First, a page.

Libertarians’ virtual worship of Rand might therefore be said to betray their chronic immaturity, which would be consistent with my position. Like her, they seem to be living in a fictional world where they envisage themselves as superheroes (Howard Roark, John Galt, Dagny Taggart) fending off the sniveling masses (Romney’s 47 percent) and “collectivist” villains (liberals, moderates). What an irony that one of Goddess Rand’s prime principles – I think she thought she was channeling Aristotle – was, “Reality is real.” Too bad she hadn’t the slightest skill at creating any semblance of reality in her so- called novels. About the only response I can be bothered to make these days to the massive reality-distortion field she created is, “Give me a fucking break!” Objectivism, my ass – she should have been arrested for vandalizing the noble concept of objectivity.
So the only problem I have with this graphic that triggered my rant is that the word philosopher belongs in scare quotes.
Philosopher, my ass. If Ayn Rand is a philosopher, Michele Bachmann is a Constitutional scholar. Rand is the late-night infomercial of political philosophy. In a sane, educated society, she would be a standing joke, à la Bachmann.
As always, in an effort to remain fair and balanced – and if memory serves – I’ll sort of agree with The Goddess Rand on this one thing: she loathed Christianity, chiefly for its insistence on subservience and humility (not that we’re seeing much of the latter these days). That was a position she forcefully expressed in her fictional screeds. So why are her prominent right-wing disciples (Paul Ryan, Alan Greenspan, Clarence Thomas, Ron and son, Senator Rand Paul, et al.) so reluctant to acknowledge her militant atheism? Could it be because their overwhelmingly Christian-right supporters would be turned off??? (Insert a big, fucking DUH here to acknowledge the predictable political hypocrisy. And note that Christians similarly ignore all the nasty, embarrassing stuff in their “Good Book,” like how it supports slavery.)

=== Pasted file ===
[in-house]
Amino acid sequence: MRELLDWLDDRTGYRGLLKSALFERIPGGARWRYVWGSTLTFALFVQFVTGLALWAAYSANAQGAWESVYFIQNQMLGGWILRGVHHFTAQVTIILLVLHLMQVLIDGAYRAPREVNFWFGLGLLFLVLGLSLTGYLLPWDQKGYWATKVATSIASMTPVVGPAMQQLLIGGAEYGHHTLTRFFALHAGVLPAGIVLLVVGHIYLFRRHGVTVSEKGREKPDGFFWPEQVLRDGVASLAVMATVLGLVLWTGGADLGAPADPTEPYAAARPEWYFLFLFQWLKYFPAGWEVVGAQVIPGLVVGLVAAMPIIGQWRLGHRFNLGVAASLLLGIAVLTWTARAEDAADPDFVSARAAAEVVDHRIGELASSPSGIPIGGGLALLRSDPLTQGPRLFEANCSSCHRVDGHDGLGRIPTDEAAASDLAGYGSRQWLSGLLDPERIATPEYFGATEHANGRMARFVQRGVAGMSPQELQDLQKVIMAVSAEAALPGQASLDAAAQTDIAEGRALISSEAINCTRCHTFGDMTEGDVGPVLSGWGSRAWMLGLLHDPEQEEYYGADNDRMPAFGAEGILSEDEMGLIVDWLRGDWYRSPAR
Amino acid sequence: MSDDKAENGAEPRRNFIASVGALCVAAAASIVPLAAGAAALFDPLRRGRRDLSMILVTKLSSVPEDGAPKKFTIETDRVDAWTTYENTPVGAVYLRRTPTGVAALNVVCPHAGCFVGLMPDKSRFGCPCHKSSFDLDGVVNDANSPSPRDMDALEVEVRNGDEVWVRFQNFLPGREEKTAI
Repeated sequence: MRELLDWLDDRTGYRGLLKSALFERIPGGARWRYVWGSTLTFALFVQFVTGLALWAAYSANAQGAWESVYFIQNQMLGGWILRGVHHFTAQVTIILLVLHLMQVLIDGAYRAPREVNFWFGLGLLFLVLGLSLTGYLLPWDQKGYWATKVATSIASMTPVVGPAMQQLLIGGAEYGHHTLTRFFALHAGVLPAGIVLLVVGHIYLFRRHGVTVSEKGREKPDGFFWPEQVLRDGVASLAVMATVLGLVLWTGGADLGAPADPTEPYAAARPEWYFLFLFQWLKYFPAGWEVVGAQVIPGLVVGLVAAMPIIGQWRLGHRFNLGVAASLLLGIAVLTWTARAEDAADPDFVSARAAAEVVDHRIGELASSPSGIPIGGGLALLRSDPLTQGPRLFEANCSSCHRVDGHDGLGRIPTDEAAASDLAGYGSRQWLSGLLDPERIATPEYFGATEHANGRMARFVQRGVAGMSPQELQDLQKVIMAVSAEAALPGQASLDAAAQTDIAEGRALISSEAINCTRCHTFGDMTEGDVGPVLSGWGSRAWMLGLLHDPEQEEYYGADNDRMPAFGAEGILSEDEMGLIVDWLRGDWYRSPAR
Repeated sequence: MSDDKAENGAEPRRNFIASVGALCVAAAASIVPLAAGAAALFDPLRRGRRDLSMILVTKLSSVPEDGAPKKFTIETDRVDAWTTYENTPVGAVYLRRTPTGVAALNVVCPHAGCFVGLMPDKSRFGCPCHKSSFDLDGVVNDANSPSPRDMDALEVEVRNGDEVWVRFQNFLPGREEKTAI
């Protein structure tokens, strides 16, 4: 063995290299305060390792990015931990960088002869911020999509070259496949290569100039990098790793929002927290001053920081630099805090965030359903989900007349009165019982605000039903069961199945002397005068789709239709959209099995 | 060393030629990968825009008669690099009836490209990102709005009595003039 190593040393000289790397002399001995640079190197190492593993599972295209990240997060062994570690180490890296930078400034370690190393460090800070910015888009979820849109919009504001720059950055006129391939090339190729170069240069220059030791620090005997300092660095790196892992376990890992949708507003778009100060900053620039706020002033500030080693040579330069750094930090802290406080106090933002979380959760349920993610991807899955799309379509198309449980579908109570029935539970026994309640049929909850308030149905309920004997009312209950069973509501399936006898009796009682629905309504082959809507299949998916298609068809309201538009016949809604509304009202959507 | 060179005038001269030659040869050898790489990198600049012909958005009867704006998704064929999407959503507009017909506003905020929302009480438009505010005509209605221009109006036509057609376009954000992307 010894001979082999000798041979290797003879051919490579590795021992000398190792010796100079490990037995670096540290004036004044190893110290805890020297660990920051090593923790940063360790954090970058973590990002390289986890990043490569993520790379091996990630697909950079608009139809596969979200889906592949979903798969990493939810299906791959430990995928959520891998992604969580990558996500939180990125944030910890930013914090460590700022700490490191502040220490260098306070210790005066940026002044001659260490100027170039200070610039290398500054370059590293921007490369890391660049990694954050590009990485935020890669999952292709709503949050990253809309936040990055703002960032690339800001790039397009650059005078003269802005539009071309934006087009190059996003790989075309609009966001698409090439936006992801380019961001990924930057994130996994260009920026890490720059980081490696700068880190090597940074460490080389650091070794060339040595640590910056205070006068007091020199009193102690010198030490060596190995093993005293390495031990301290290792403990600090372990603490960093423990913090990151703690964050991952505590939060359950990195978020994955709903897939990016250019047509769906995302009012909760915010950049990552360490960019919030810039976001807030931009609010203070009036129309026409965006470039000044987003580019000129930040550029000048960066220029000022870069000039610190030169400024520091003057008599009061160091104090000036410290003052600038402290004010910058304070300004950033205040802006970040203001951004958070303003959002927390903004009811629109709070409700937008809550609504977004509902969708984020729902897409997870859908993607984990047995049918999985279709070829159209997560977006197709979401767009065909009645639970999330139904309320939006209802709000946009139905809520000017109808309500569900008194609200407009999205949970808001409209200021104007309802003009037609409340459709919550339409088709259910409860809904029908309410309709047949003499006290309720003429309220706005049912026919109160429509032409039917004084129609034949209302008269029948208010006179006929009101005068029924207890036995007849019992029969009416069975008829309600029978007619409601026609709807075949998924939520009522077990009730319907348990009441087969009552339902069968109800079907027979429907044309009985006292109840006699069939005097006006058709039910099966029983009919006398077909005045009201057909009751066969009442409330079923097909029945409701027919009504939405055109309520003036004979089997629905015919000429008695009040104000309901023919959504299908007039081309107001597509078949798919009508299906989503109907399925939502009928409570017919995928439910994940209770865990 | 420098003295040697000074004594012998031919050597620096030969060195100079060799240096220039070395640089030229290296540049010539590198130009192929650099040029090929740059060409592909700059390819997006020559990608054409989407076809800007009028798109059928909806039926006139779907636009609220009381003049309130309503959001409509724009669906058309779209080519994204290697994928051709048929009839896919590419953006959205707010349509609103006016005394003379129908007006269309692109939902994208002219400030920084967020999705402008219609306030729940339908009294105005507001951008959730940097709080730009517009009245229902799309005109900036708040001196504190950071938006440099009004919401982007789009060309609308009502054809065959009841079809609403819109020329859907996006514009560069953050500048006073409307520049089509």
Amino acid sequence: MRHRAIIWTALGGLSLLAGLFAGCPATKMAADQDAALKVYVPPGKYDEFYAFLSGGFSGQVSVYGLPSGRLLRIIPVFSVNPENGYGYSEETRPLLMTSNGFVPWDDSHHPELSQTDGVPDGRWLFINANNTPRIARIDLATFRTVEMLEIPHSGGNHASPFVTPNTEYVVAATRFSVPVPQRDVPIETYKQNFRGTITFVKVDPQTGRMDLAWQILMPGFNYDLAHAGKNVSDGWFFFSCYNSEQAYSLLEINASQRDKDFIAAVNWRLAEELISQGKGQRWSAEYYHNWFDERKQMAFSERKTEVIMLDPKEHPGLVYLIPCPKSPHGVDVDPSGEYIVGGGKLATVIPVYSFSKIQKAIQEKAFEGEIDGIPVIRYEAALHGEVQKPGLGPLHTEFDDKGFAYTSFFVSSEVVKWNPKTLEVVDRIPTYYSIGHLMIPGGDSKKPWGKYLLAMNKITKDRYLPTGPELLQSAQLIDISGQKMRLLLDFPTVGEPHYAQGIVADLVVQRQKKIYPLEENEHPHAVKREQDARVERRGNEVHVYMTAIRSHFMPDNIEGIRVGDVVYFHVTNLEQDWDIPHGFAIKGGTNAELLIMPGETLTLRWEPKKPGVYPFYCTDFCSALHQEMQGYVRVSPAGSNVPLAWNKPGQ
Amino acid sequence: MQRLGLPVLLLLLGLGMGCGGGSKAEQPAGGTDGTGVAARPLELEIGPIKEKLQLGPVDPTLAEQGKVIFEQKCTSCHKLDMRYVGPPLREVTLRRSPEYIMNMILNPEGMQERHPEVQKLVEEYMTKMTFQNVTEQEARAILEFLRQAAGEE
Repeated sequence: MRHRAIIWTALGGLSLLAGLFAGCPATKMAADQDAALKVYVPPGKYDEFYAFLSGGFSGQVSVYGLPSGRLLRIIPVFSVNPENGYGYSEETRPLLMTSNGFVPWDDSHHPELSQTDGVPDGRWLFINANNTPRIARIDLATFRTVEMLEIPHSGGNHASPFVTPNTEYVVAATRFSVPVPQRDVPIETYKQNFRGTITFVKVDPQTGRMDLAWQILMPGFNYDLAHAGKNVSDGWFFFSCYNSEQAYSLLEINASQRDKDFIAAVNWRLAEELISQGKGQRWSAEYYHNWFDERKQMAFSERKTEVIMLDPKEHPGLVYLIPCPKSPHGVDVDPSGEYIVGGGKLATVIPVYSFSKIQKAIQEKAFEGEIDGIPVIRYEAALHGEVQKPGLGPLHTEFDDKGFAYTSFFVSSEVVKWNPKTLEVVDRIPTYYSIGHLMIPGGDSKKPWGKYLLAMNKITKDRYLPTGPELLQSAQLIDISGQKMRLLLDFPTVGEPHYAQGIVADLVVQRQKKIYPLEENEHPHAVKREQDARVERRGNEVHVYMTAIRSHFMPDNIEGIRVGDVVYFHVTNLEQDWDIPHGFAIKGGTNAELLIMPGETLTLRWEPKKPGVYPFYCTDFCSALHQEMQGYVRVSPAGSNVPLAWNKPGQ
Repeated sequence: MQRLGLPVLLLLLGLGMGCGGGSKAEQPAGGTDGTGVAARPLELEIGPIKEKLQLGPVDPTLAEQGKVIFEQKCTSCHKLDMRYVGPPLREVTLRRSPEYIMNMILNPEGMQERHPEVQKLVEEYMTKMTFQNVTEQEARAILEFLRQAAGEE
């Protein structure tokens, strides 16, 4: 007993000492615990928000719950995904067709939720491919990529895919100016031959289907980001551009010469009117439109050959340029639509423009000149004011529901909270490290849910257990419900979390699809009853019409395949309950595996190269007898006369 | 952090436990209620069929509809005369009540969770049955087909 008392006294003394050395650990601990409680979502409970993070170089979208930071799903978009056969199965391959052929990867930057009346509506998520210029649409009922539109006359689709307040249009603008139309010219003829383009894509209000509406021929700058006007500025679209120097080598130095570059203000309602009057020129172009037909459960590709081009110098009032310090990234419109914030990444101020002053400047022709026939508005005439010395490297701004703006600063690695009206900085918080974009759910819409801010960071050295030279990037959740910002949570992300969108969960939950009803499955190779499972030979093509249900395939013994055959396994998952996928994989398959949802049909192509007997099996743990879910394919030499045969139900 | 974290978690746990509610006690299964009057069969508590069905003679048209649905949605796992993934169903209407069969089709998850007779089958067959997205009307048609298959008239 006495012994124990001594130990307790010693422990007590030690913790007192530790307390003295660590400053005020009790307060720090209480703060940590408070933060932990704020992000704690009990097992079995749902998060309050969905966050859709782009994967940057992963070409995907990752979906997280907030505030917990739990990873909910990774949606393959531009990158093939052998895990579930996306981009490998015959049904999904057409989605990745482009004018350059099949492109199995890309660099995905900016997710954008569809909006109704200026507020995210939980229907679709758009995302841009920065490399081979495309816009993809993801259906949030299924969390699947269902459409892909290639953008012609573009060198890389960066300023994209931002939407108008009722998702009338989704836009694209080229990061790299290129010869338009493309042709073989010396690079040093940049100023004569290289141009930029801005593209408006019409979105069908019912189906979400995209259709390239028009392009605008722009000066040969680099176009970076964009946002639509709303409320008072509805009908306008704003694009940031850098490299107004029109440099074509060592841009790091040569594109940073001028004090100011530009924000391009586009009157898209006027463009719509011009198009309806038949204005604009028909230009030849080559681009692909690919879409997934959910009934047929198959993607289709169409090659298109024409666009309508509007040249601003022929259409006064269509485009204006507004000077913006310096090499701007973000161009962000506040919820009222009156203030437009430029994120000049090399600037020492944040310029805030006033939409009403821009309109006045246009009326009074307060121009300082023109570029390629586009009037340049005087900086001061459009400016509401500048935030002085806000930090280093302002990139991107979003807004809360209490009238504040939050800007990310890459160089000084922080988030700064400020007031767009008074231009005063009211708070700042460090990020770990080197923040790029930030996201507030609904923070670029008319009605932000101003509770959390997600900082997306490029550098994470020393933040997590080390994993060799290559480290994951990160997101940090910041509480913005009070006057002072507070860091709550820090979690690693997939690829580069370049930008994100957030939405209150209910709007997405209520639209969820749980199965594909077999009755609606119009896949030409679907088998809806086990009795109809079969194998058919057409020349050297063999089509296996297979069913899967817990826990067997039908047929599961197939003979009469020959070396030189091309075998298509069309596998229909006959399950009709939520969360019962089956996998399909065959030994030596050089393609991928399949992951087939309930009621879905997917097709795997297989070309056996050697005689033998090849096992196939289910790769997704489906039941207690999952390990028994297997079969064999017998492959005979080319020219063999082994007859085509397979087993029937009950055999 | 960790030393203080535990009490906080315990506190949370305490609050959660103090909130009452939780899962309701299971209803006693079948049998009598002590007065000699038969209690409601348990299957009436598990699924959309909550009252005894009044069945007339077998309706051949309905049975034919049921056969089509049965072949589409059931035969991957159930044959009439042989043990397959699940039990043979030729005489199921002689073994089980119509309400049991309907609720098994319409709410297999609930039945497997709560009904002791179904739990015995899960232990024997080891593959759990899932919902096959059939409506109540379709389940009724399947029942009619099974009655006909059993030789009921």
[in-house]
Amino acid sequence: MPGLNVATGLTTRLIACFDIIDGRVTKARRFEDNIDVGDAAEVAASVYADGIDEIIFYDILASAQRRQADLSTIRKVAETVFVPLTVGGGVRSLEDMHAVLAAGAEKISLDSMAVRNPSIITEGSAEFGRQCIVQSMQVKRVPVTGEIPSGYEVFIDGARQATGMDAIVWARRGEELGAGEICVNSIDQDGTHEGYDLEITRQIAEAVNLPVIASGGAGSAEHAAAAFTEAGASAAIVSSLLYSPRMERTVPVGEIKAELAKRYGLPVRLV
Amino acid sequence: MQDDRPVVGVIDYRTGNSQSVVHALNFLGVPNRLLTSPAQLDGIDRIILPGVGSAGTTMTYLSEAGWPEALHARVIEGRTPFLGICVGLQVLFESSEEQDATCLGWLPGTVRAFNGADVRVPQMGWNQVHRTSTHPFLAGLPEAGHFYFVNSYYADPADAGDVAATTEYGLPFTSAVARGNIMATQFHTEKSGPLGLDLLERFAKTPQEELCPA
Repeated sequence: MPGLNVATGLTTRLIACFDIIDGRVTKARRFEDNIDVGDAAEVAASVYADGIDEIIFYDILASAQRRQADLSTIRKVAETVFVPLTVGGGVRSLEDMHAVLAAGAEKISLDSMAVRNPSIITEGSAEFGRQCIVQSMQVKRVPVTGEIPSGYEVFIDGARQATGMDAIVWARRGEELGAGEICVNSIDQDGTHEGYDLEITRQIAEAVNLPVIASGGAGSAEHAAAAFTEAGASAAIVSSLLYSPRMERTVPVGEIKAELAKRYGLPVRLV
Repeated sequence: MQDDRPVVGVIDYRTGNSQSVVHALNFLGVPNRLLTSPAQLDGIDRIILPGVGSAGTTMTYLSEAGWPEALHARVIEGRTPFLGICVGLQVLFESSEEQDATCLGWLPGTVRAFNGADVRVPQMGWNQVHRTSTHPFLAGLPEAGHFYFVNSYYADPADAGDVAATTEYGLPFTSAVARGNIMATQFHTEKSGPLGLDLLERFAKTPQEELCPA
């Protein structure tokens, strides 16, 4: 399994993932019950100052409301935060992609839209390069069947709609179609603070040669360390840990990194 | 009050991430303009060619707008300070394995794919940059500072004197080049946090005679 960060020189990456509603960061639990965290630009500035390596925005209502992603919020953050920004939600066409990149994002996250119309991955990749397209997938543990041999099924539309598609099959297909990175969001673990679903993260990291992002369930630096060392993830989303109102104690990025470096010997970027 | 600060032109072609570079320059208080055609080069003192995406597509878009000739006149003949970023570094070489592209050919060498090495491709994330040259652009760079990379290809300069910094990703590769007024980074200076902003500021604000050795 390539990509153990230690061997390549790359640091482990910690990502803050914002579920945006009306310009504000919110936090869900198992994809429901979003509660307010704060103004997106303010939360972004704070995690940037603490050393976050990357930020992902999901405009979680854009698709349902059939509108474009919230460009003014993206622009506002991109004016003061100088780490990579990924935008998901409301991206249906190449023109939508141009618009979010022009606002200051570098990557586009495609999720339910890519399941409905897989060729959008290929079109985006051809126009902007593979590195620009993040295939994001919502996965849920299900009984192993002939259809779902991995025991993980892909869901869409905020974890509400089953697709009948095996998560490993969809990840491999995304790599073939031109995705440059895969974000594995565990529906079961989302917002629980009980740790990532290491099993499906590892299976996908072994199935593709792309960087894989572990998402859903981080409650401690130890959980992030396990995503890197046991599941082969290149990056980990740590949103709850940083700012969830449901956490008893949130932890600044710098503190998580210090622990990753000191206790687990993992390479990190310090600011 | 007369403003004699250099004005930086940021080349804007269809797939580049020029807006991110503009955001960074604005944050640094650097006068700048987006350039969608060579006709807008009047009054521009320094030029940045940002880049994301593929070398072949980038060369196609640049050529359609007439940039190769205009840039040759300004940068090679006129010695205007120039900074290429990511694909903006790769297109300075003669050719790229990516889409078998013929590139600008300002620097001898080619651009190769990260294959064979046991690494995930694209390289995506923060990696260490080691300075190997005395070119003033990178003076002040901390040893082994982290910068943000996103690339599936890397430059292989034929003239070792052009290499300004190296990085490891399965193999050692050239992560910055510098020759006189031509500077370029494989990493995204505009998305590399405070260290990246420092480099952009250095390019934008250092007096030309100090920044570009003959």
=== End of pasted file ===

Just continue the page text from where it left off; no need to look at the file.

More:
In case you were skimming and missed the nuance, here are the cliff notes: Libertarians are immature, superficial, sloganeering ideologues. Or as the graphic says, “self-entitled pricks.” For all their intellectual pretensions, they are not serious thinkers and are not worthy of serious attention. Except for this: In the U.S. – and maybe only here, which, when you think about it, says a lot – they have become a political force to be reckoned with, along with their fundagelical™ Christian allies in the “Grand Old Tea Party” clown circus. Those unlikeliest of partners have joined forces to fight a war against democracy, social justice, and inclusiveness; they are poised to seize the opportunity to turn the country into a B-movie laboratory where they can actually run their half-baked, half-assed thought experiment.
Libertarians are immature, superficial, sloganeering ideologues. For all their intellectual pretensions, they are not serious thinkers and are not worthy of serious attention. Except for this: In the U.S. – and maybe only here, which, when you think about it, says a lot – they have become a political force to be reckoned with…”
Which almost guarantees that this weird marriage of cross-purposes – followers of the Goddess of Greed embracing the minions of Jezus – will appeal to a large percentage of low-information Americans.
How many Americans qualify for that label? I dunno; but as a North Carolinian still reeling from the November mugging, I’m certain it’s a large percentage.
About Iris Vander Pluym
[box] Iris Vander Pluym is an artist and activist in NYC (West Village), and an unapologetic, godless, feminist lefty. Raised to believe Nice Girls™ do not discuss politics, sex or religion, it turns out those are pretty much the only topics she ever wants to talk about. [/box]
Remember: All captions and pullquotes are furnished by the editors, NOT the author(s).